Carry the gospel with you

Posted in christian, Christianity, inspirational, religion, scripture by Mike on December 3, 2013

Gospel reading of the day:

Luke 10:21-24

Jesus rejoiced in the Holy Spirit and said, “I give you praise, Father, Lord of heaven and earth, for although you have hidden these things from the wise and the learned you have revealed them to the childlike. Yes, Father, such has been your gracious will. All things have been handed over to me by my Father. No one knows who the Son is except the Father, and who the Father is except the Son and anyone to whom the Son wishes to reveal him.”

2771ee16e24d154dc07f11c35522fca4_w600Turning to the disciples in private he said, “Blessed are the eyes that see what you see. For I say to you, many prophets and kings desired to see what you see, but did not see it, and to hear what you hear, but did not hear it.”

Reflection on the gospel reading: There is an odd thing that happens to us. The less we pay attention to the story of Jesus, the more familiar the story becomes to us; the more familiar the story becomes, the more we grow bored, and the less inclined we become to keep it in our minds. Generations of prophets and kings waited for what we too easily take for granted, but Advent reminds us of the special blessing we who are baptized have received. As easy as it can be to let attention to Jesus slip from our minds, the truth is that the Father has chosen to open our eyes–yours and mine–to see the very Son whom the Father knows. Advent is medicine against the apathy that breeds familiarity. It comes as a gift to remind us to keep Jesus in mind, because the Father has not given this gift of the revelation of the Son to everyone–but to you and me, and because the Father makes no mistakes, it is important that you and I keep Jesus in our attention. The Father gifts us to know what the Father knows, and this season of Advent is the prism through which we can look at Jesus and the hollow space through which we can hear him call to us. For it is in thinking about Jesus and in meditating on the mystery of who Jesus is that we become renewed and excited to know more.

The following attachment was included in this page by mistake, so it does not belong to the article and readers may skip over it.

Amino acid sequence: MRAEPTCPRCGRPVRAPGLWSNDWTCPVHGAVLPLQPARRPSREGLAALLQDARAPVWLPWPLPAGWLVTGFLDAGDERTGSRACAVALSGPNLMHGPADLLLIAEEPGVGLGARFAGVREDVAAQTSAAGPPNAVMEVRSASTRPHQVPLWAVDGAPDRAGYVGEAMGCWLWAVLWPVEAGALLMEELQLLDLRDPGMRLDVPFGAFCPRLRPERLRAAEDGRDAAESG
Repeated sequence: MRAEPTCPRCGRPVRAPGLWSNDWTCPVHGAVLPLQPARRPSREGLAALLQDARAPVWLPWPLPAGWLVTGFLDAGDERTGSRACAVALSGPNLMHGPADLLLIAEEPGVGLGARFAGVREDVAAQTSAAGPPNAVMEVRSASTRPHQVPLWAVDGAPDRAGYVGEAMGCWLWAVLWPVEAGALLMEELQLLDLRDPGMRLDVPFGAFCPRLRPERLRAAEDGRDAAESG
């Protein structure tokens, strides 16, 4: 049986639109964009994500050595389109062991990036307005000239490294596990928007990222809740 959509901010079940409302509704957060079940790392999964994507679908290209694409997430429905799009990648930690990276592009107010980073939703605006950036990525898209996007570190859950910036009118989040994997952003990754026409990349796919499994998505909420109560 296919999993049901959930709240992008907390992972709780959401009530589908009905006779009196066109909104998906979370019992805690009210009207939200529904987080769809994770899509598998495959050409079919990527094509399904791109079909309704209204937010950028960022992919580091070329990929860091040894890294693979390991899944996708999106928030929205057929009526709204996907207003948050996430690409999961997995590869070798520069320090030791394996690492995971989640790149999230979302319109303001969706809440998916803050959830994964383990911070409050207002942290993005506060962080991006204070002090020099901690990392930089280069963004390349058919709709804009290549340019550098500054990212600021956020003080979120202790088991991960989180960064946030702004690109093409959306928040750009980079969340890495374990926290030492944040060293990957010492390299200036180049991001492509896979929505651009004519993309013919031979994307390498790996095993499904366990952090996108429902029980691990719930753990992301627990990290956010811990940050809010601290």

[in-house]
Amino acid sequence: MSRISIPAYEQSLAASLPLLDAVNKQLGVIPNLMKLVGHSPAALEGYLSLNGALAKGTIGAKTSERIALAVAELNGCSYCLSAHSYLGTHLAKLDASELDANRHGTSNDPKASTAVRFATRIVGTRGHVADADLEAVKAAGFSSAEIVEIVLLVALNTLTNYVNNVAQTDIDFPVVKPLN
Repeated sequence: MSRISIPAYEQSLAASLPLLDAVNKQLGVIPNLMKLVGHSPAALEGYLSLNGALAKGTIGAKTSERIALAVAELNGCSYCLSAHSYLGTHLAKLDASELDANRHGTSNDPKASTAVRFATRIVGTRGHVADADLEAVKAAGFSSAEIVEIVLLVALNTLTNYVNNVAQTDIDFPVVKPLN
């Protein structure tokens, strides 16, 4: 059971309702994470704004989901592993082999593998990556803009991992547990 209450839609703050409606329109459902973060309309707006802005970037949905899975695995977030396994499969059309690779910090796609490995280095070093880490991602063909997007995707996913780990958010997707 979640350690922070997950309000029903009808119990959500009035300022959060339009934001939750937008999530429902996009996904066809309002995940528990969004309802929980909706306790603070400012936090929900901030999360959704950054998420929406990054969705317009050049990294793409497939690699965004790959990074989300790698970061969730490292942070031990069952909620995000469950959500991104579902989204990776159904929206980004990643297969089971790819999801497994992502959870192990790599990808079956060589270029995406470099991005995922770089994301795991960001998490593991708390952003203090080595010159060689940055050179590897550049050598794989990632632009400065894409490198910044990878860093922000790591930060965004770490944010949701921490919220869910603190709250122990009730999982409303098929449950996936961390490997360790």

Saint of the day: Francis Xavier was born in the family castle of Xavier, near Pamplona in the Basque area of Spanish Navarre on Apr. 7, 1506. He was sent to the University of Paris in 1525, secured his licentiate in 1528, met Ignatius Loyola and became one of the seven who in 1534, at Montmartre, founded the Society of Jesus. In 1536 he left Paris to join Ignatius in Venice, from where they all intended to go as missionaries to Palestine (a trip which never materialized). He was ordained there in 1537, went to Rome in 1538, and in 1540, when the pope formally recognized the Society, was ordered, with Fr. Simon Rodriguez, to the Far East as the first Jesuit missionaries.

the-life-of-st-ignatius-loyola-plate-4-ignatius-and-his-friend-francis-xavier-at-the-university.jpg!BlogKing John III kept Fr. Simon in Lisbon, but Francis, after a year’s voyage, six months of which were spent at Mozambique where he preached and gave aid to the sick, eventually arrived in Goa, India in 1542 with Fr. Paul of Camerino an Italian, and Francis Mansihas, a Portuguese. There he began preaching to the Indians and attempted to reform his fellow Europeans. He lived among the people to whom he carried the gospel and adopted their customs on his travels. During the next decade he converted tens of thousands to Christianity. He visited the Paravas at the tip of India. near Cape Comorin, Tuticorin (1542), Malacca (1545), the Moluccas near New Guinea and Morotai near the Philippines (1546-47), and Japan (1549- 51). In 1551, India and the East were set up as a separate province and Ignatius made Francis its first provincial. In 1552 he set out for China, landed on the island of Sancian within sight of his goal, but died on December 3 before he reached the mainland. Working against great difficulties; language problems; inadequate funds; and lack of cooperation, often Bethnal-Green-poactual resistance, from European officials, Francis Xavier still left the mark of his missionary zeal and energy on areas which have now clung to Christianity for centuries. He was canonized in 1622.

Spiritual reading: A prison cell, in which one waits, hopes… and is completely dependent on the fact that the door of freedom has to be opened from the outside, is not a bad picture of Advent. (Dietrich Bonhoeffer)


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